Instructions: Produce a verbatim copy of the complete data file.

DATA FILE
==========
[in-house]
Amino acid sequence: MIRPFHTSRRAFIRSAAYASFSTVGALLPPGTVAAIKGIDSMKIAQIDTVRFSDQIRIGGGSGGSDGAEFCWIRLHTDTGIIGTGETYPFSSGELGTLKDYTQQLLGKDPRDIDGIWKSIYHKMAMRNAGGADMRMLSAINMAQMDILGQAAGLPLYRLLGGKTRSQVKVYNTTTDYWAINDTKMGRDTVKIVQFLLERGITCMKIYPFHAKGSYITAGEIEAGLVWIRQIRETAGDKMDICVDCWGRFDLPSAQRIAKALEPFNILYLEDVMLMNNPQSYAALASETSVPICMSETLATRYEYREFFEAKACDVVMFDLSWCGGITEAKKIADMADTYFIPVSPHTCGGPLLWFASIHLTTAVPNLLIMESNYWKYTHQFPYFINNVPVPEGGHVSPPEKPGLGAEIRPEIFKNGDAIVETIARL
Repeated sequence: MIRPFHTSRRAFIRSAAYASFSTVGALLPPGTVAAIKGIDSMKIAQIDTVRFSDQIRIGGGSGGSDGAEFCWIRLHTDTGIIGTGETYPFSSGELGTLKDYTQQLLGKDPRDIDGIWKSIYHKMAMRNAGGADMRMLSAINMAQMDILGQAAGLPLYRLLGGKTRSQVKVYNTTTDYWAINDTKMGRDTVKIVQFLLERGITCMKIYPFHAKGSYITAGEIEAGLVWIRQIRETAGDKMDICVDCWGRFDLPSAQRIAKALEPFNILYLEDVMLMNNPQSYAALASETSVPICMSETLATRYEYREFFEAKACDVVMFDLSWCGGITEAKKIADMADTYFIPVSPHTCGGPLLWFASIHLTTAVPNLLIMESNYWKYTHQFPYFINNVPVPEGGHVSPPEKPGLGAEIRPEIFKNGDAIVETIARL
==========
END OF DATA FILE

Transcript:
[in-house]
Amino acid sequence: MIRPFHTSRRAFIRSAAYASFSTVGALLPPGTVAAIKGIDSMKIAQIDTVRFSDQIRIGGGSGGSDGAEFCWIRLHTDTGIIGTGETYPFSSGELGTLKDYTQQLLGKDPRDIDGIWKSIYHKMAMRNAGGADMRMLSAINMAQMDILGQAAGLPLYRLLGGKTRSQVKVYNTTTDYWAINDTKMGRDTVKIVQFLLERGITCMKIYPFHAKGSYITAGEIEAGLVWIRQIRETAGDKMDICVDCWGRFDLPSAQRIAKALEPFNILYLEDVMLMNNPQSYAALASETSVPICMSETLATRYEYREFFEAKACDVVMFDLSWCGGITEAKKIADMADTYFIPVSPHTCGGPLLWFASIHLTTAVPNLLIMESNYWKYTHQFPYFINNVPVPEGGHVSPPEKPGLGAEIRPEIFKNGDAIVETIARL
Repeated sequence: MIRPFHTSRRAFIRSAAYASFSTVGALLPPGTVAAIKGIDSMKIAQIDTVRFSDQIRIGGGSGGSDGAEFCWIRLHTDTGIIGTGETYPFSSGELGTLKDYTQQLLGKDPRDIDGIWKSIYHKMAMRNAGGADMRMLSAINMAQMDILGQAAGLPLYRLLGGKTRSQVKVYNTTTDYWAINDTKMGRDTVKIVQFLLERGITCMKIYPFHAKGSYITAGEIEAGLVWIRQIRETAGDKMDICVDCWGRFDLPSAQRIAKALEPFNILYLEDVMLMNNPQSYAALASETSVPICMSETLATRYEYREFFEAKACDVVMFDLSWCGGITEAKKIADMADTYFIPVSPHTCGGPLLWFASIHLTTAVPNLLIMESNYWKYTHQFPYFINNVPVPEGGHVSPPEKPGLGAEIRPEIFKNGDAIVETIARL